Practising Muslims have only five fundamental religious obligations: we must commit to monotheism, pray, give to charity, fast during the month of Ramadhan and go on pilgrimage to Mecca. I try my best to discharge these duties but will not go to Mecca. Our sacred city, unfortunately, is in Saudi Arabia, which is ruled by a base, cruel, corrupt, absolutist, tyrannical, filthy rich, destructive, ungodly clan. They have even bulldozed precious historical and religious sites. I hope God will forgive me for my small rebellion against this evil empire. Many other Muslims are similarly revolted by the Saudi regime. Yet for successive UK governments as well as our biddable royals, powerful elites in the US, France and other western states, these worst of Muslim rulers are the best of friends. The loyalist nations are complicit in abominable  human rights abuses within the kingdom as well as catastrophic Saudi funded Islamofascism, wars and terrorism the world over. It can’t go on. Our citizens need to hold politicians to account for aiding and abetting these crimes against humanity and political integrity.

On Monday, Oxfam issued a stark statement about the hidden war in the Yemen where the Sunni leadership is fighting Shia rebels. We sold the arms to Saudi Arabia now being used against the Yemenis. We are violating the Arms Trade Treaty we backed and signed up to. Yes, that old, shameless British hypocrisy again. ( This trade has brought in 6 billion pounds!!!)  Indiscriminate bombing has killed over 8000 people. 82% of Yemenis are now dependent on international aid. Our government remains intensely relaxed about this military adventure. The US too, has unconditionally backed the Saudi rulers. But, unlike here, influential Americans are getting uneasy, more wary and outspokenly critical of this diplomatic love-in.

Toby Jones is associate history professor at Rutgers University, New Brunswick. In February this year, he wrote a grim paper for the Hoover Institution, a conservative think tank: ‘The kingdom has become increasingly violent, beholden to dangerous pathologies and unpredictable.’ The US government knows all this.  In 2009,  Hillary Clinton wrote in a leaked email: ‘Saudi Arabia remains a critical support base for al-Qaeda, the Taliban and other terrorist groups’. Yes, and Isis since then. Key parts of an official report on Saudi Arabia and the 9/11 killers have been redacted. Not one of them was an Iraqi, but Americans were directed to blame Iraq. Soon after the attacks, 144 Saudis living in the USA were flown home before they could be interrogated. US activist Medea Benjamin in her new book,  (Kingdom of the Unjust Behind the US-Saudi Connection) tells it how it is , how it has been for too long:’ It is not hard to connect the dots between the spread of Saudi intolerant ideology of Wahabism, the creation of Al Qaeda and Islamic State and the attacks in New York, Paris, Brussels and San Bernadino. You can also connect the dots between Saudi Arabia and the failure of some of the historic democratic uprisings associated with the Arab spring, since the Saudi monarchy did not want calls for democracy to threaten its own grip on power’. ( Did you know that Harry St John Philby, father of spy Kim Philby, was a colonial operator and Wahabi convert who helped to create Saudi Arabia?  I have written about him in my book, Exotic England )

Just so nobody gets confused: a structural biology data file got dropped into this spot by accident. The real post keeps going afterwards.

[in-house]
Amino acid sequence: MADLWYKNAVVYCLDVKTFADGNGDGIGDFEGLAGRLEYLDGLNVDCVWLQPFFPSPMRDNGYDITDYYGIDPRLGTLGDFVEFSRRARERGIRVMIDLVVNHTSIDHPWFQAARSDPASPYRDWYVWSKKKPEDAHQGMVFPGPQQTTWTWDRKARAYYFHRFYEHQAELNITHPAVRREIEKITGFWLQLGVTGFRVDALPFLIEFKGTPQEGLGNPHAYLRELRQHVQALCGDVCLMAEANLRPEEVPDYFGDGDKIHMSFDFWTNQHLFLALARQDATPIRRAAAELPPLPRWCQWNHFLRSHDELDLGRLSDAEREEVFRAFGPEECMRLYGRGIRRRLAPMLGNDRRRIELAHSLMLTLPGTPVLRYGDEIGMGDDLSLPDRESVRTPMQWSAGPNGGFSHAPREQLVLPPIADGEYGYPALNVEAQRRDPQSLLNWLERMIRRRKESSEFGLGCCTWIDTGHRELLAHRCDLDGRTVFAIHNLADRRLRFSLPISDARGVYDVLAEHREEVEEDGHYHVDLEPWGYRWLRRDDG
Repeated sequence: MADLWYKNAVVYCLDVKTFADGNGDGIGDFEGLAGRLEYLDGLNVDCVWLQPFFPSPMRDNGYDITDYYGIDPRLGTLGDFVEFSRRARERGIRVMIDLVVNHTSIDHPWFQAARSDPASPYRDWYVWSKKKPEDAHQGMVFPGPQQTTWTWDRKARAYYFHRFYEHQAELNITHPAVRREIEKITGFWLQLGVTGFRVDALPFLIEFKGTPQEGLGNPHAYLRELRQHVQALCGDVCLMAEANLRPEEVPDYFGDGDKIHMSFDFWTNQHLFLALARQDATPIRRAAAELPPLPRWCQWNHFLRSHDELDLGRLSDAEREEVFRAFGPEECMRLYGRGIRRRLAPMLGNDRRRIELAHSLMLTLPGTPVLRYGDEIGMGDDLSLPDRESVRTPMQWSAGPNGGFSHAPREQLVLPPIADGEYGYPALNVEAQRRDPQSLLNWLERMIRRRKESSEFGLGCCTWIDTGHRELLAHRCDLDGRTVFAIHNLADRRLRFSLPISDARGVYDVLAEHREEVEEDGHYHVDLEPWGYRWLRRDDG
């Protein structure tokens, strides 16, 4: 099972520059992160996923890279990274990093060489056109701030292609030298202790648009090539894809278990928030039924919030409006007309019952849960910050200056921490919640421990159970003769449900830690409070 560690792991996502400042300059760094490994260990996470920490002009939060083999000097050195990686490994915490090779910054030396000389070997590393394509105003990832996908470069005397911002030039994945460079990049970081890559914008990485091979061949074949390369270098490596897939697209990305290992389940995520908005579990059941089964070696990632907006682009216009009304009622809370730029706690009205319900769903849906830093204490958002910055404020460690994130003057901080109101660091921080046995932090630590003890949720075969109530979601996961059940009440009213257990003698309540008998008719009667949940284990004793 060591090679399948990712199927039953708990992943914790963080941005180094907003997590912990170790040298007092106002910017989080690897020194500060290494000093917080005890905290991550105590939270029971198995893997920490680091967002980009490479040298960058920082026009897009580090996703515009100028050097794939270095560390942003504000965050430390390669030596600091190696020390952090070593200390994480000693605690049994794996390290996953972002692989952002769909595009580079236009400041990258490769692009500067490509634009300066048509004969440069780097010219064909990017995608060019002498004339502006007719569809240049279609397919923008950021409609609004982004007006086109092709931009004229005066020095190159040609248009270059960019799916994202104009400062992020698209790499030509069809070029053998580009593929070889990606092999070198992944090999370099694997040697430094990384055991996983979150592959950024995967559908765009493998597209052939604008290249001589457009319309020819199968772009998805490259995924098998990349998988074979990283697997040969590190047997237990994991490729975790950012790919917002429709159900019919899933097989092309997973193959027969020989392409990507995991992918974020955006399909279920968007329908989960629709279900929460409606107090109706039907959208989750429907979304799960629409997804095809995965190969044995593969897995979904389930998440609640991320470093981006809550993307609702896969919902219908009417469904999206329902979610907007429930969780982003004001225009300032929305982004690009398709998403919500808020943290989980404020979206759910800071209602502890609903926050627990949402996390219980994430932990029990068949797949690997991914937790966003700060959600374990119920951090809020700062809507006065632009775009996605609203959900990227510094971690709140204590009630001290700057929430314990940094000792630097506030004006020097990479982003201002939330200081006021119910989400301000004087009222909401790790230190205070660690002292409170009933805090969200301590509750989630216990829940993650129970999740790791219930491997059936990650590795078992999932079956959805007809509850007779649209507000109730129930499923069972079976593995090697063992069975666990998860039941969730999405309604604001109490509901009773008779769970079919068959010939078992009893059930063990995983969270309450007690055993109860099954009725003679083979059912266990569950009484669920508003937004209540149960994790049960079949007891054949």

Oil and arms trade and business interests explain the tolerance of Saudi Arabia in the west. But now that Islamicists are here among us, causing mayhem, public opinion will shift, is shifting. Saudi Arabia is not only sponsoring violence in the east and south, it is fomenting extremism in Europe, the US and UK. Two British Muslim men are currently being tried for the murder of Jalal Uddin, an elderly imam in Rochdale. Allegedly, they were Isis groupies who, according to the prosecution, hated Uddin’s ‘un-Islamic’ beliefs. Clerics sponsored by Saudi Arabia tacitly back the new unholy holy war against outside and inside ‘infidels’.

Our country is full of angry young Muslim men and women. I have talked to a few reformed Jihadis and can see how intelligence, religiosity, identity clashes and duplicitous  geopolitical games can lead to a nihilist mind set, set off furies. A good number turn to Wahabism  because, like Bin Laden, they want the west to get out of their holy lands. But the majority cannot endure the lies, deceit and western support for dictators. Some fantasize about savage acts while others carry them out and end up in prisons. Now the government wants to separate extreme Jihadis from those who are not that hardened. Again the government prefers to act rather than think. If ministers did stop to consider the factors that produced violent Islamicists, they would have to accept that they are the bastard children of Saudi Arabia and British ‘diplomacy’. How could they bear that responsibility?

Published in the International Business Times August 2016

The New Sex War


A new sex war rages around the world. Men feel they are losing control within homes, communities and nations. They are the unloved, unwanted, sad underclass. None of this is true- except perhaps the sad bit. Countless western males are indeed suffering from internal traumas which remain in-articulated. Tragically, too many become drink or drug addicts or commit suicide. But many more seem to be avenging themselves on females.